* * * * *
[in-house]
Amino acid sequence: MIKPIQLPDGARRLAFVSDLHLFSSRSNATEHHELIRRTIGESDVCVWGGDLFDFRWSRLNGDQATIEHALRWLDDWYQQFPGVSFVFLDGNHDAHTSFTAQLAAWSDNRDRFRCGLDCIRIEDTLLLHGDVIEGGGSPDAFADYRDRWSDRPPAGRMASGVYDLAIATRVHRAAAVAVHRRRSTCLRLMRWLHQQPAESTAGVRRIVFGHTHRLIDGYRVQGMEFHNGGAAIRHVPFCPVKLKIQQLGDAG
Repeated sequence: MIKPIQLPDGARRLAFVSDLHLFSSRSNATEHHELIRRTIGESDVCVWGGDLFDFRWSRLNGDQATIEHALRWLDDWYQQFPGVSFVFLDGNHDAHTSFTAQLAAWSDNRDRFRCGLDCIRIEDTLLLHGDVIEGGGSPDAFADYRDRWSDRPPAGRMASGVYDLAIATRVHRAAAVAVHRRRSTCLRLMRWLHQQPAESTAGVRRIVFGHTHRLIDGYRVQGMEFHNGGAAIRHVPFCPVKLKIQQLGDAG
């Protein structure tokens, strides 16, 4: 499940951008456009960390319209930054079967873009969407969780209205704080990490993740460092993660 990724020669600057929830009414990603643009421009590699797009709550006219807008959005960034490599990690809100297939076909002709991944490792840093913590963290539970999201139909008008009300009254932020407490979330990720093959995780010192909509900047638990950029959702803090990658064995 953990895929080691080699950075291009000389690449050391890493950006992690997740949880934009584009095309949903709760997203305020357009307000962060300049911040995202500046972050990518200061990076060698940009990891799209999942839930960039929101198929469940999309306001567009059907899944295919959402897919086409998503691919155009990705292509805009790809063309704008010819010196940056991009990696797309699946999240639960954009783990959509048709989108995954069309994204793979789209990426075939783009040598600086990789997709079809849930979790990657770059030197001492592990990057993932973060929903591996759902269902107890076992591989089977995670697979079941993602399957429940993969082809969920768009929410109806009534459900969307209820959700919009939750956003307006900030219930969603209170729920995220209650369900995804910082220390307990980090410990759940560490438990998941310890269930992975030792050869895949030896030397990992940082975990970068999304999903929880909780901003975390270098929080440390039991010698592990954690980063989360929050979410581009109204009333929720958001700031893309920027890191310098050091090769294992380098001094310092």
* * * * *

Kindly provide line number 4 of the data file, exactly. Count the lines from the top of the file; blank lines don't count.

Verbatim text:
């Protein structure tokens, strides 16, 4: 499940951008456009960390319209930054079967873009969407969780209205704080990490993740460092993660 990724020669600057929830009414990603643009421009590699797009709550006219807008959005960034490599990690809100297939076909002709991944490792840093913590963290539970999201139909008008009300009254932020407490979330990720093959995780010192909509900047638990950029959702803090990658064995 953990895929080691080699950075291009000389690449050391890493950006992690997740949880934009584009095309949903709760997203305020357009307000962060300049911040995202500046972050990518200061990076060698940009990891799209999942839930960039929101198929469940999309306001567009059907899944295919959402897919086409998503691919155009990705292509805009790809063309704008010819010196940056991009990696797309699946999240639960954009783990959509048709989108995954069309994204793979789209990426075939783009040598600086990789997709079809849930979790990657770059030197001492592990990057993932973060929903591996759902269902107890076992591989089977995670697979079941993602399957429940993969082809969920768009929410109806009534459900969307209820959700919009939750956003307006900030219930969603209170729920995220209650369900995804910082220390307990980090410990759940560490438990998941310890269930992975030792050869895949030896030397990992940082975990970068999304999903929880909780901003975390270098929080440390039991010698592990954690980063989360929050979410581009109204009333929720958001700031893309920027890191310098050091090769294992380098001094310092």